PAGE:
Katharine Johnson is a journalist with a passion for crime novels, old houses and all things Italian (except tiramisu). She grew up in Bristol and has lived in Italy. She currently lives in Berkshire with her husband, three children and madcap spaniel. She plays netball badly and is a National Trust room guide.
You can find her online, at the following links: Amazon author page
Happy Sunday all! Today, I’m delighted to welcome Michelle Cox to the blog, telling us the real life story behind “A Girl Like You” set in Depression-era Chicago…
“I had a man-stopping body and a personality to go with it!” is what the 81-year old Adeline Canton told me in an interview, shortly after she had been admitted to the nursing home where I once toiled as a social worker.
Even with her many health problems, some of them of a terminal nature, Adeline had a lean, wiry body and a definite spark still in her eyes as regaled me with stories about her youth and adventures during the Great Depression and beyond. So much did they mesmerize me that some twenty years later, when I began fishing around for an idea for a novel series, Adeline’s story naturally came floating back to me. Gingerly I took it in hand and began sculpting it, obviously changing some things and inventing others until my heroine, Henrietta Von Harmon, was born, very much resembling a girl like Adeline.
For the more curious reader, listed below are some of the highlights of Adeline’s life which bear an unmistakable similarity to that of the fictitious Henrietta. Most surprising is the fact that the more outlandish parts of the novel are actually the true bits!
Family history: Adeline’s father, Lester Von Freudenthal, was originally from Alscace-Lorraine where he (like Henrietta’s father, Leslie Von Harmon) claimed the family had been aristocratic barons, thus the “Von” in their name. Also true: Adeline’s great-grandfather eloped to Chicago with his bride and settled in Logan Square.
Great Depression: Adeline was fifteen when the Great Depression hit, so she quit school to find work. Like Henrietta, it fell to her to go down to the armory where free government food was being handed out because her mother was too proud to go.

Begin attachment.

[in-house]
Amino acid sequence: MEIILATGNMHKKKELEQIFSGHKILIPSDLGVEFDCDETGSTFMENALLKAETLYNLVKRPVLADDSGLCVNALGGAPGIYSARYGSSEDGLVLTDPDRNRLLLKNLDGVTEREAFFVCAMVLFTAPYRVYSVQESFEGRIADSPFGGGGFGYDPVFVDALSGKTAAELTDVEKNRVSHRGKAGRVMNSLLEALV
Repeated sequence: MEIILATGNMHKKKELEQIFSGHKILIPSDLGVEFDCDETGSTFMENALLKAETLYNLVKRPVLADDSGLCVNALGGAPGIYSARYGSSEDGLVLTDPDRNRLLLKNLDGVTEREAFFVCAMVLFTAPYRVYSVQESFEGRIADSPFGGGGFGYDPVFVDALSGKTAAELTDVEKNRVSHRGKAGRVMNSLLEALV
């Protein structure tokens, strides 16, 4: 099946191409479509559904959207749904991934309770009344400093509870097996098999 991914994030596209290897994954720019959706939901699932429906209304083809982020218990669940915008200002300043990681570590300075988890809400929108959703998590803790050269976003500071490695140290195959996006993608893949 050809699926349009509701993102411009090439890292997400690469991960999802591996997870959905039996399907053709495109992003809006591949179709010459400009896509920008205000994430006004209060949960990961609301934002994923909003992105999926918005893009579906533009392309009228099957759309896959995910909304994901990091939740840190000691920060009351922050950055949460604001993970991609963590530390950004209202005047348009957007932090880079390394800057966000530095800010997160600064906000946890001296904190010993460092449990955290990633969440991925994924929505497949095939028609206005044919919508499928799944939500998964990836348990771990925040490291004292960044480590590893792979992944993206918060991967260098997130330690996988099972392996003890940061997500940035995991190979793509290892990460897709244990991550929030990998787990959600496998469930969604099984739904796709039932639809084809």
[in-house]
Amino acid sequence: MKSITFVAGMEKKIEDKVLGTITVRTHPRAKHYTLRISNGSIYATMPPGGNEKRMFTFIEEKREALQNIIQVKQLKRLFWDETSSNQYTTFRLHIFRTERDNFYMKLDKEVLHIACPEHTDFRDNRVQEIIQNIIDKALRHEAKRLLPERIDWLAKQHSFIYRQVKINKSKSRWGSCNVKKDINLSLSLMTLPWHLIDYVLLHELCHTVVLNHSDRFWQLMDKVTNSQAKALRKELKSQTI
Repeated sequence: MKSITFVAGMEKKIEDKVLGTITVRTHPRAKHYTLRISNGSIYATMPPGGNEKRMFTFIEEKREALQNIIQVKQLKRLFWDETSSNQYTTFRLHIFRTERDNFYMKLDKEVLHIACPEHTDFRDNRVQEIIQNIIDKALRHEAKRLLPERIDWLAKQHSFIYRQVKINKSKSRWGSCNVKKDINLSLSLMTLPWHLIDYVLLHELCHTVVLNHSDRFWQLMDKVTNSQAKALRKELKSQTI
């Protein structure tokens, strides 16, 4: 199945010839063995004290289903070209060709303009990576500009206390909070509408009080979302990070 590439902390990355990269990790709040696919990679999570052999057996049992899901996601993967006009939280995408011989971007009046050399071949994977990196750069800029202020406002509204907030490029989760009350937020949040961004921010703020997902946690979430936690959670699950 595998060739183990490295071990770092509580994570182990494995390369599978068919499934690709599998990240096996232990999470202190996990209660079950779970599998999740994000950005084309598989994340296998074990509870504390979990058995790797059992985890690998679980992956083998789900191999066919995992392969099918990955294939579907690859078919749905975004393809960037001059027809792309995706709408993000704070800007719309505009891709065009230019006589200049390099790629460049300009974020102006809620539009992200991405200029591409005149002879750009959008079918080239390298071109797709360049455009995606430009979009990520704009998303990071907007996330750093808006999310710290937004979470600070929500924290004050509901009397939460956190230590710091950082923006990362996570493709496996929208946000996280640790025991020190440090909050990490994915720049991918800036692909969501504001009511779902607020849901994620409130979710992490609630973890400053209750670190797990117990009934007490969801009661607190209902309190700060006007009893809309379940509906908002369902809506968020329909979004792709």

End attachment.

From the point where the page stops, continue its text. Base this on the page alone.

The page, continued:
Jobs: From age fifteen to sixty-eight, Adeline worked such a large variety of jobs that she can’t remember them all. Sometimes she worked two or even three at a time, many of which feature in the novel, including: floor scrubber, waitress, radio welder in a factory, hair curler demonstrator in department stores, Dutch Girl at the Chicago world’s fair, 26-girl, bookie’s girl, taxi-dancer and usherette at a burlesque theater. Adeline’s extreme beauty got her many jobs, but it also got her fired for slapping owners who constantly tried to feel her up – often in the long dark passageways or closets where supplies were kept.
Neighborhood Boys: Like Henrietta, who is dogged throughout the novel by the love-struck Stanley Dubowski, Adeline said that a little rag-tag band of neighborhood boys who knew that she was a “nice girl” often waited by the El station for her to get off from her late-night jobs and would follow her home at a distance so that no harm would befall her.
Burlesque: At nineteen years old, Adeline saw an ad in the paper for an usherette at a burlesque theater on Monroe and went to audition, where the line of eager women wrapped around the block. Many of the novel’s details about Henrietta’s audition are taken exactly from Adeline’s experience, including having to show off her legs and bottom on stage in order to get the job. As in the novel, the theater maintained a strict “no touching” policy between the girls and the crowd, with burly ushers doubling as bouncers to throw out any man that crossed the line. Girls were required to go to the bathroom in pairs for safety’s sake.
Lesbians: Adeline discovered that most of the usherettes or dancers at the theater were lesbians. Though Adeline did not share their sexual orientation and warded off their initial advances, she was eventually befriended by them. One of them, Didi, became her best friend and protector and tried to shield her from some of the more risqué situations that were occurring at the “lesbian parties” Adeline was invited to, which, she said, were boring because “everyone just sat around and made out.”
Though much of Henrietta’s story was taken from Adeline’s, the two tales eventually begin to diverge at some point, with Henrietta’s taking on a life of its own. For example, while I’m sure that Adeline was exposed to her share of crimes and murders as a working girl in the city, to my knowledge she was never involved with one, nor did she probably ever come across an aloof, but oddly charming, detective inspector of the Chicago police. But who knows? Maybe, like Henrietta, they once shared a dance…